Britain was the birthplace of the first industrial revolution, led the second (technological – industrial revolution), and was an early adopter of the third (automation driven – industrial revolution).
The country now needs to establish its position in the fourth industrial revolution (industry 4.0), which is driven by digital data, connectivity and cyber systems and which creates impressive, often unimaginable business opportunities for those who are innovative and agile. The UK has all the ingredients to exploit the fourth industrial revolution.
World class research and academia, a strong tech sector that could couple with manufacturing expertise, ongoing success in sectors such as aerospace and automotive, high levels of entrepreneurship and the hugely successful High Value Manufacturing (HVM) Catapult translational R&D mechanism has enabled the UK to adopt technology quickly and in volume. Digital engineering and manufacturing could deliver a double-digit productivity improvement by 2035, generating a predicted additional £91.6 billion to the UK economy and creating over 300,000 new jobs in manufacturing alone.
Major industry stakeholders in the UK have come together in the ‘Digital 4 Industry’ (D4I) group to consider the threats and opportunities digital technologies present to the engineering and manufacturing sector. The HVM Catapult – the go-to -place for advanced manufacturing technology in the UK – is at the core of the group, helping it to articulate guidance on how to make the UK the best place for the exploitation of such technologies.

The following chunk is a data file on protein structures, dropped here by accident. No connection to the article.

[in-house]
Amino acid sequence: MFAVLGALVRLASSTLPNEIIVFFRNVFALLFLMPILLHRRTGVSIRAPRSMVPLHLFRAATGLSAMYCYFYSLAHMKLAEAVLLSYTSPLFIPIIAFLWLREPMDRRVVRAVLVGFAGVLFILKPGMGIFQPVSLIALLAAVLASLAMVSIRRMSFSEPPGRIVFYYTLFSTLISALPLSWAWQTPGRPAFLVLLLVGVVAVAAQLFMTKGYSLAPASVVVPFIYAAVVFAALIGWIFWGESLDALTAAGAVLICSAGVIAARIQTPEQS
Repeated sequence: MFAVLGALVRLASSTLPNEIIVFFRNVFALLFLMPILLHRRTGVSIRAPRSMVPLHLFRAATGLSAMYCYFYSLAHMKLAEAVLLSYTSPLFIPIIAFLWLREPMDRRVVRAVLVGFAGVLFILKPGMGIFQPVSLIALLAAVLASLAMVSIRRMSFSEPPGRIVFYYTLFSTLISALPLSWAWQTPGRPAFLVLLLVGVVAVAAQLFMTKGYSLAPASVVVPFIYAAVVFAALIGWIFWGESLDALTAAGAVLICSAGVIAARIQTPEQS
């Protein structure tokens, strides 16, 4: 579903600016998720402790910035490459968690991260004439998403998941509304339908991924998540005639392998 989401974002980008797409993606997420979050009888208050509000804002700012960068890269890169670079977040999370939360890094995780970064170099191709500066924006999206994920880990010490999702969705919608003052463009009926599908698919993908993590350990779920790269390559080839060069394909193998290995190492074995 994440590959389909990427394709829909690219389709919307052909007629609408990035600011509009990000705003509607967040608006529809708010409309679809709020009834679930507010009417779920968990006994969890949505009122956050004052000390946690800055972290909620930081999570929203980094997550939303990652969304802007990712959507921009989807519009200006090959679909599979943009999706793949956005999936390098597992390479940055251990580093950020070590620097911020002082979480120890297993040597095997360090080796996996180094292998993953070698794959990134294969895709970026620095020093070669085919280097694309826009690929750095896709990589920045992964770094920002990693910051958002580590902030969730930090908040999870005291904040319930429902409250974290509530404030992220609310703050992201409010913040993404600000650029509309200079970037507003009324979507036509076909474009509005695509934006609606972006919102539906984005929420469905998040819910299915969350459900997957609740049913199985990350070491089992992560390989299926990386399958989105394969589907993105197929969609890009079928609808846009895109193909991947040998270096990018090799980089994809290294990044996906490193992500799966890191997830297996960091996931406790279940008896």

Since its initiation, the D4I group has focused on key areas – such as research, technology demonstrators, skills, cyber security and business transformation programmes – that enable the effective adoption of digital technologies, processes and business models by UK Industry to drive productivity, competitive separation and economic growth.
It is encouraging that the UK government also understands the importance of Digital Manufacturing, as illustrated by the current Industrial Digitalisation Review undertaken by Siemens’ CEO Juergen Maier on behalf of Government. We work closely with the review to ensure our findings are taken into consideration.
There is a lot at stake. We know we could significantly increase our productivity by increasing the uptake of automation and robotics. The adoption of these technologies across value chains would not only boost productivity for the companies and sectors involved, but for the entire UK economy. Using digital technologies such as artificial intelligence, sensor technologies and automation makes companies more agile and better equipped to respond to, or even act ahead of, changing consumer demands, supplier conditions and technology availability. And in today’s world, agile makes competitive.
It’s not just about business improvement. Digital technologies can enable business model transformation, such as servitisation and manufacturing-on-demand. These models increase the value for the customer and the profit margin for the company.
As part of our role to help industry bridge the gap between innovation and commercial application, the HVM Catapult offers capabilities that are at the heart of digital manufacturing, including Virtual Reality (VR) and Augmented Reality (AR) technology, Digital Manufacturing, Additive Manufacturing and Intelligent Automation and Robotics. Our seven centres across the country offer companies of all sizes open access to industrial scale equipment, leading expertise, and an environment of collaboration between industry, academia and Government. Examples of our facilities and projects include:
Similar examples can be found in all seven centres.